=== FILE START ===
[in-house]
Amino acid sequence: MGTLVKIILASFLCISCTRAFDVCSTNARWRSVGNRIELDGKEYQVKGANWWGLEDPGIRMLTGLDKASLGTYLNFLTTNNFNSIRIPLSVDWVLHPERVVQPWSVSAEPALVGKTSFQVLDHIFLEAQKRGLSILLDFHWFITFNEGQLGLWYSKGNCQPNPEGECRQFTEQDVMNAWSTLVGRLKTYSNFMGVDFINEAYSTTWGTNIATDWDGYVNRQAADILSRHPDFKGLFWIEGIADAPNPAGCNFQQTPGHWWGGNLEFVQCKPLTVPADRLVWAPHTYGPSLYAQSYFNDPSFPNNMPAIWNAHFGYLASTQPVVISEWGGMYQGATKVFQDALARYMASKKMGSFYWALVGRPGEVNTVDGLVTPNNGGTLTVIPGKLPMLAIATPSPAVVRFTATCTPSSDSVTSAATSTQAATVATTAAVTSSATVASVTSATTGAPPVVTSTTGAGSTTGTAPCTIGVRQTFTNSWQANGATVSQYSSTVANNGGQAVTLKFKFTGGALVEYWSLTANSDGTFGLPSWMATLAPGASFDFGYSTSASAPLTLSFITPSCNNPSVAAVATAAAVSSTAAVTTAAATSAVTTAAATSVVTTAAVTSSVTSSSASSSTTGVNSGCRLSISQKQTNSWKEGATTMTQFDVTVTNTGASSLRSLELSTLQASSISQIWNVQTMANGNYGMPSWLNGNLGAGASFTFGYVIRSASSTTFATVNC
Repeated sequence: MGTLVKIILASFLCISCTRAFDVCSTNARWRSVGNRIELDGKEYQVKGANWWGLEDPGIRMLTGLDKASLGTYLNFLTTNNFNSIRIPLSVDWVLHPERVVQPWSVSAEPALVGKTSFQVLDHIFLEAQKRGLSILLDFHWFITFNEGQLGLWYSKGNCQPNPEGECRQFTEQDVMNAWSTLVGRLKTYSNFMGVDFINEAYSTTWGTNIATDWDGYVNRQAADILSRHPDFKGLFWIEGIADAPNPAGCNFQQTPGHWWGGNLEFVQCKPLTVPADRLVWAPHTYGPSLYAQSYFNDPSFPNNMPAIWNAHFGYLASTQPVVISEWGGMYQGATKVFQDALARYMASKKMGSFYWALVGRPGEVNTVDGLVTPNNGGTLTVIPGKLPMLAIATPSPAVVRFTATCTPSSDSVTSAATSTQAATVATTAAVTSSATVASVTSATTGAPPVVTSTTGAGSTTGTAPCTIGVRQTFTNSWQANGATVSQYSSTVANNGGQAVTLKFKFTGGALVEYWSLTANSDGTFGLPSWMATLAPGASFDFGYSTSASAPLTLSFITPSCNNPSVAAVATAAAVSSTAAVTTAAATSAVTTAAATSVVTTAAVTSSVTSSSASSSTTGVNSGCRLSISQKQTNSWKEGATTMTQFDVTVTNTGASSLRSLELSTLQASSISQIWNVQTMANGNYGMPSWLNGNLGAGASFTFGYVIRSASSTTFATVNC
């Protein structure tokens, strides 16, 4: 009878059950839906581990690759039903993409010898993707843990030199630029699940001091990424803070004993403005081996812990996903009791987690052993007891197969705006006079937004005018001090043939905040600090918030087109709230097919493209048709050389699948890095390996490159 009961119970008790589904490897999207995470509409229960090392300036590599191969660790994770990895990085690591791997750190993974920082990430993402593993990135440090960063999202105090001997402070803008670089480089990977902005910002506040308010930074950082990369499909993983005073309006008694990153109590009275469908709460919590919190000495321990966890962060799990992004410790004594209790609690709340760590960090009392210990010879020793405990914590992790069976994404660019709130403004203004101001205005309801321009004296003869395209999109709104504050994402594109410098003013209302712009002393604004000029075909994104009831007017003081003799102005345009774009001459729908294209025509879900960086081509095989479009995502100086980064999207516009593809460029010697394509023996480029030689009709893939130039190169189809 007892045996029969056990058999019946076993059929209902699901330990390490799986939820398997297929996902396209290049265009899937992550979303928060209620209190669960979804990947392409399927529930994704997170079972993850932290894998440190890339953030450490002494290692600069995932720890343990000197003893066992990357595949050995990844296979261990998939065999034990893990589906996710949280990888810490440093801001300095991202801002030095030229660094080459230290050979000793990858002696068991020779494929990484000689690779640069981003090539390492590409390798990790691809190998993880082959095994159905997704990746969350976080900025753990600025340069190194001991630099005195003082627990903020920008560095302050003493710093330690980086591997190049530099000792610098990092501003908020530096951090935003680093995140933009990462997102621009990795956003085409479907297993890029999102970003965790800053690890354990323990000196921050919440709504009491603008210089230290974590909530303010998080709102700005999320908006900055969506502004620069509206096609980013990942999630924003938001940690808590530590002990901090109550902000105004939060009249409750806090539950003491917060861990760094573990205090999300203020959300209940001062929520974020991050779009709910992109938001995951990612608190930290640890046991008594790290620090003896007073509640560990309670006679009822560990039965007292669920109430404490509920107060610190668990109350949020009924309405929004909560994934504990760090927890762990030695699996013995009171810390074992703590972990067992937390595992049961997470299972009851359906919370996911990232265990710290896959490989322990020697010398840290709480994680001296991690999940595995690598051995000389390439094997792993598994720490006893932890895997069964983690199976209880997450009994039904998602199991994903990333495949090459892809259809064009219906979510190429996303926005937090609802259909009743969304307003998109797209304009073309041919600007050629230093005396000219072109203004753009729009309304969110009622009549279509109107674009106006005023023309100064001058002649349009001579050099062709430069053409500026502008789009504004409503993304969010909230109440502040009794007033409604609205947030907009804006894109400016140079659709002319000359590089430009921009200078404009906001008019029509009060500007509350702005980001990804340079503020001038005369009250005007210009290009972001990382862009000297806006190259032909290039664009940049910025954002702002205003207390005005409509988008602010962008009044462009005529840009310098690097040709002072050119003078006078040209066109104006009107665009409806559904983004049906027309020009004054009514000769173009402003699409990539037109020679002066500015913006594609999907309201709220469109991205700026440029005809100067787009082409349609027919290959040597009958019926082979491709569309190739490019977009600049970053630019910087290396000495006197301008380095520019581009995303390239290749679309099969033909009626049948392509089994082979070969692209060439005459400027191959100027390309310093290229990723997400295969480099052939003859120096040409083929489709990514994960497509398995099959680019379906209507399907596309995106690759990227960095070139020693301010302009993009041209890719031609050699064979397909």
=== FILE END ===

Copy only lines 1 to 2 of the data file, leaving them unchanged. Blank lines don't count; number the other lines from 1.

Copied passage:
[in-house]
Amino acid sequence: MGTLVKIILASFLCISCTRAFDVCSTNARWRSVGNRIELDGKEYQVKGANWWGLEDPGIRMLTGLDKASLGTYLNFLTTNNFNSIRIPLSVDWVLHPERVVQPWSVSAEPALVGKTSFQVLDHIFLEAQKRGLSILLDFHWFITFNEGQLGLWYSKGNCQPNPEGECRQFTEQDVMNAWSTLVGRLKTYSNFMGVDFINEAYSTTWGTNIATDWDGYVNRQAADILSRHPDFKGLFWIEGIADAPNPAGCNFQQTPGHWWGGNLEFVQCKPLTVPADRLVWAPHTYGPSLYAQSYFNDPSFPNNMPAIWNAHFGYLASTQPVVISEWGGMYQGATKVFQDALARYMASKKMGSFYWALVGRPGEVNTVDGLVTPNNGGTLTVIPGKLPMLAIATPSPAVVRFTATCTPSSDSVTSAATSTQAATVATTAAVTSSATVASVTSATTGAPPVVTSTTGAGSTTGTAPCTIGVRQTFTNSWQANGATVSQYSSTVANNGGQAVTLKFKFTGGALVEYWSLTANSDGTFGLPSWMATLAPGASFDFGYSTSASAPLTLSFITPSCNNPSVAAVATAAAVSSTAAVTTAAATSAVTTAAATSVVTTAAVTSSVTSSSASSSTTGVNSGCRLSISQKQTNSWKEGATTMTQFDVTVTNTGASSLRSLELSTLQASSISQIWNVQTMANGNYGMPSWLNGNLGAGASFTFGYVIRSASSTTFATVNC